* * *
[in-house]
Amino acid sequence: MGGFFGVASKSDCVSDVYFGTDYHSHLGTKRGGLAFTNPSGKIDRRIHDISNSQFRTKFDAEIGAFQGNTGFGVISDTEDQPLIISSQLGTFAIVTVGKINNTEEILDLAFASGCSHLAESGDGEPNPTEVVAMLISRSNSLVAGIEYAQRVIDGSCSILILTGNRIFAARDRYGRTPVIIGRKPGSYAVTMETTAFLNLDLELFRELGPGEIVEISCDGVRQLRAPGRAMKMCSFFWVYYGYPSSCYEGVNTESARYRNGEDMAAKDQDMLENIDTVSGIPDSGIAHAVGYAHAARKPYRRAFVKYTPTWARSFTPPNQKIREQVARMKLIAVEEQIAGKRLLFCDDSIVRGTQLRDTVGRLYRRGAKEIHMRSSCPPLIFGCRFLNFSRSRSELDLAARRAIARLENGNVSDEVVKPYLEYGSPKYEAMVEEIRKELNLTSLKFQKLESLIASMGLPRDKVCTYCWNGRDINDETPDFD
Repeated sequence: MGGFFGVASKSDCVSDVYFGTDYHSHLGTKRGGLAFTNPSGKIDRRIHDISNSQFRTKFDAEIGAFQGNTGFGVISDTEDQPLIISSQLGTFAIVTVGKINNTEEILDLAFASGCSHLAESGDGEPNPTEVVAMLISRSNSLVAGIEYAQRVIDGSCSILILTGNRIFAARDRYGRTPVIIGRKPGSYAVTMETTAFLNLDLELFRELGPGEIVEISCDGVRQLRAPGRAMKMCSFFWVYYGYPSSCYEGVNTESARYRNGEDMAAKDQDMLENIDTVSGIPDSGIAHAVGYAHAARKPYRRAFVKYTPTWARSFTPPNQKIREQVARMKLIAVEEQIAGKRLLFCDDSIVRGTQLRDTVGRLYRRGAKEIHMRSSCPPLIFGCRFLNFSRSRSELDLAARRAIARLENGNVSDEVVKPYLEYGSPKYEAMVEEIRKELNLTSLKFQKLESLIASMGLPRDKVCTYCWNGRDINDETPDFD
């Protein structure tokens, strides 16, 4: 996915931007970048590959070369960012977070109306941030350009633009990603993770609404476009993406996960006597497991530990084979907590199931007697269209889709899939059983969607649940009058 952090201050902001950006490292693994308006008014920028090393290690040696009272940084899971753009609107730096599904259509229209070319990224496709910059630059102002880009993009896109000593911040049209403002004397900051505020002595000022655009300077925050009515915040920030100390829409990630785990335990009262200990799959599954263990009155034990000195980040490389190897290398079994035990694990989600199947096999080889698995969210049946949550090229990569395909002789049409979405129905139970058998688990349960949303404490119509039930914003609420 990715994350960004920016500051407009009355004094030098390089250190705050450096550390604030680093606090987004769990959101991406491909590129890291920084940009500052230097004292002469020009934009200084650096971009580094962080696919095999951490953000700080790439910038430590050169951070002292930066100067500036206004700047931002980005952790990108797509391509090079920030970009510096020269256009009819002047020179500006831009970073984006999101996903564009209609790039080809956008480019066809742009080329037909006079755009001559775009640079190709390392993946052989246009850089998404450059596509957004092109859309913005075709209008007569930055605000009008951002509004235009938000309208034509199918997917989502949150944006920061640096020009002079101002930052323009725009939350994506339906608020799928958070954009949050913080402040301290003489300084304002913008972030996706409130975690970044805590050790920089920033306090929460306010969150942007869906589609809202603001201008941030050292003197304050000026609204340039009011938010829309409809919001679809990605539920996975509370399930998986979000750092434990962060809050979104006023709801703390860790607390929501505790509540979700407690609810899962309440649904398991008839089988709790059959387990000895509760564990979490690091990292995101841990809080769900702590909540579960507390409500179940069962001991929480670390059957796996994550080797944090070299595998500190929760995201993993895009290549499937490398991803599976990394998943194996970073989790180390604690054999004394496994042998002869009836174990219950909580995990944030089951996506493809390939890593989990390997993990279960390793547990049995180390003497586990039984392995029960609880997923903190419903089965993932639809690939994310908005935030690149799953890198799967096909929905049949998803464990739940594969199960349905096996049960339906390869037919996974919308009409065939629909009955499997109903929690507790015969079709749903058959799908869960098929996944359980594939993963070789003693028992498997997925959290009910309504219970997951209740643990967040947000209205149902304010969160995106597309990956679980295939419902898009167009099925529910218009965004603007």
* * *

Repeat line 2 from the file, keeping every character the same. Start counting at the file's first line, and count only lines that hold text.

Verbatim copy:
Amino acid sequence: MGGFFGVASKSDCVSDVYFGTDYHSHLGTKRGGLAFTNPSGKIDRRIHDISNSQFRTKFDAEIGAFQGNTGFGVISDTEDQPLIISSQLGTFAIVTVGKINNTEEILDLAFASGCSHLAESGDGEPNPTEVVAMLISRSNSLVAGIEYAQRVIDGSCSILILTGNRIFAARDRYGRTPVIIGRKPGSYAVTMETTAFLNLDLELFRELGPGEIVEISCDGVRQLRAPGRAMKMCSFFWVYYGYPSSCYEGVNTESARYRNGEDMAAKDQDMLENIDTVSGIPDSGIAHAVGYAHAARKPYRRAFVKYTPTWARSFTPPNQKIREQVARMKLIAVEEQIAGKRLLFCDDSIVRGTQLRDTVGRLYRRGAKEIHMRSSCPPLIFGCRFLNFSRSRSELDLAARRAIARLENGNVSDEVVKPYLEYGSPKYEAMVEEIRKELNLTSLKFQKLESLIASMGLPRDKVCTYCWNGRDINDETPDFD